Another highly influential designer was Hubert de Givenchy. Although, one could argue that both of them helped each other in both creative problems and personal battles. Let’s see how they worked with each other.

Confluence of Fashion Designs in Haute Couture

The pair met in 1953, two years after Givenchy opened his couture house. By the 50s, he reached near-collaborator status. He even received credits for helping Balenciaga design his famed sack dress. It had an exuberant and more youthful silhouette at the time that removed the waist. Another innovation in haute couture.

In 1957, both couturiers displayed the shapeless dress. The design had signaled the shift away from highly-structured silhouettes. Here’s Givenchy’s design.

Givenchy's take on the sack dress worn by a slender woman.
Givenchy’s sack dress

Battles Against the Press and Chambre

In 1957, Balenciaga decided to show his collection to the press a day before the clothing retail delivery date. The standard followed by the industry was that of a large window of 4 weeks.

By keeping the press unaware of his garment designs until they were shipped to stores, he hoped to stub out piracy. The press resisted as they could barely manage to cover his work within the print deadlines.

Givenchy firmly stood by Balenciaga’s side, leading to a serious impact on the press coverage of their work during the era. In 1967, both designers came back to the traditional schedule.

Also, Balenciaga refused to join the Chambre Syndicale. He had several reasons. For instance, his value for utmost privacy. Also, he always avoided the press and rejected the strict guidelines of the body.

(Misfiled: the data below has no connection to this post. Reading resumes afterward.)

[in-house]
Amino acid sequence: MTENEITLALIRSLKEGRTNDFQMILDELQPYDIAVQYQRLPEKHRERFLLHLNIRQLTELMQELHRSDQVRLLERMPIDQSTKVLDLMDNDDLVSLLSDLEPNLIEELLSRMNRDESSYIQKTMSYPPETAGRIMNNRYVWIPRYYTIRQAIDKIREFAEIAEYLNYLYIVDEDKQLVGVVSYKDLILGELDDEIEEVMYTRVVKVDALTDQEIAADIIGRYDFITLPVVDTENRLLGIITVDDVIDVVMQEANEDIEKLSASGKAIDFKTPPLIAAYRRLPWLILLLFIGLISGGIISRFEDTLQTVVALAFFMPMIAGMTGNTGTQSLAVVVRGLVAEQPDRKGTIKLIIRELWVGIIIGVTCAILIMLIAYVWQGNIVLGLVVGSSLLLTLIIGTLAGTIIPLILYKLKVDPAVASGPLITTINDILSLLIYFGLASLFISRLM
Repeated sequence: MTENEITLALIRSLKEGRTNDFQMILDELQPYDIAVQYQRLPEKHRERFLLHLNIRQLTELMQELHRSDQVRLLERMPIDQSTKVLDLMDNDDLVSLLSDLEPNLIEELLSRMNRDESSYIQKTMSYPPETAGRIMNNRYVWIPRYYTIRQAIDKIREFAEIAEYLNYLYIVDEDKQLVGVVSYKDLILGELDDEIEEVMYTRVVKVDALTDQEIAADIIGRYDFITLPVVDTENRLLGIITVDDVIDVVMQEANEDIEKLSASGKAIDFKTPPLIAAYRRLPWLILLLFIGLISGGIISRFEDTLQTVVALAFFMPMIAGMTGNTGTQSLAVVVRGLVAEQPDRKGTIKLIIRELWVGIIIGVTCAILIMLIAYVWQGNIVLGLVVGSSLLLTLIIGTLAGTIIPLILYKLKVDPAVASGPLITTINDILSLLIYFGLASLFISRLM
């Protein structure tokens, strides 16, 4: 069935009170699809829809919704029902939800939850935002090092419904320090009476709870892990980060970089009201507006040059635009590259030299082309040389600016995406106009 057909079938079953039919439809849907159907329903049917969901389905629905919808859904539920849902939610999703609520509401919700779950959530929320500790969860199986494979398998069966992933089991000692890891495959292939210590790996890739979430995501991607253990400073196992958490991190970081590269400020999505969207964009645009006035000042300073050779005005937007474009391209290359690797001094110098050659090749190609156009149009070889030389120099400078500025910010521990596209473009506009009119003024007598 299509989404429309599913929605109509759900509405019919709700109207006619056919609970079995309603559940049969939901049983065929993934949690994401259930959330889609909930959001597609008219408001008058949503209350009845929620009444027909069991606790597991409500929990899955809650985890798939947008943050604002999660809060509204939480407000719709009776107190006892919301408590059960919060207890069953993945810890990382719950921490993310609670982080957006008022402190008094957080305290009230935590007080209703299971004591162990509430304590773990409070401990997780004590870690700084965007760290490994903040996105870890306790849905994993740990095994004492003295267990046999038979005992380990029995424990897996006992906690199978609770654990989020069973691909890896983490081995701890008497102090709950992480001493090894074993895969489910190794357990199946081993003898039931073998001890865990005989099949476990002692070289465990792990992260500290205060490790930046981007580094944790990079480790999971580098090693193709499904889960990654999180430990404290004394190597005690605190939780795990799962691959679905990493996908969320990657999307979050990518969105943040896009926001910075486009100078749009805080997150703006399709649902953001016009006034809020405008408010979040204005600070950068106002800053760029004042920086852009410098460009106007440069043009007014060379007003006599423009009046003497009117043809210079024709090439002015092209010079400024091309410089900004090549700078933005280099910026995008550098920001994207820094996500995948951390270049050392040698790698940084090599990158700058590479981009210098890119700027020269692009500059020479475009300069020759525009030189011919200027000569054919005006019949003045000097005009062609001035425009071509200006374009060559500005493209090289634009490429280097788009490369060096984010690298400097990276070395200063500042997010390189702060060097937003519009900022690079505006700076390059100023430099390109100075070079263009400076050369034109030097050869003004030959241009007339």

Some of these guidelines were: displaying two collections each year, producing 75 brand-new, authentic designs of day and evening wear for each collection, and having 20 full-time workpeople at the atelier.

Givenchy was the lone designer to side with Balenciaga’s decision. One of the consequences of this was that Balenciaga’s designs weren’t protected from counterfeiting. Hence, he took extreme measures to ensure authenticity in the market.

How Did Balenciaga Influence Givenchy’s Designs?

Givenchy was officially never Balenciaga’s apprentice. Instead, the elder couturier chose to become his mentor, guiding him in business and aesthetics.
In the early 1960s, fashion critics complained that Givenchy relied too heavily on Balenciaga’s distinct approach to couture. Nonetheless, both became immensely successful. Each had faithful clientele in France and the United States. Shown below are two coats designed by both of them.

Coats designed by Givenchy and Balenciaga
Givenchy and Balenciaga in one design

The one on the left is by Givenchy, and the other in violet is by Cristobal Balenciaga. It is a testament to the fact that both designers learnt from each other. Although, Givenchy’s respect for Balenciaga was unmatched. The master taught the student in return for his immense support through tough times.

I’ll end this article with a quote.

There’s Balenciaga, and the good Lord.

Hubert de Givenchy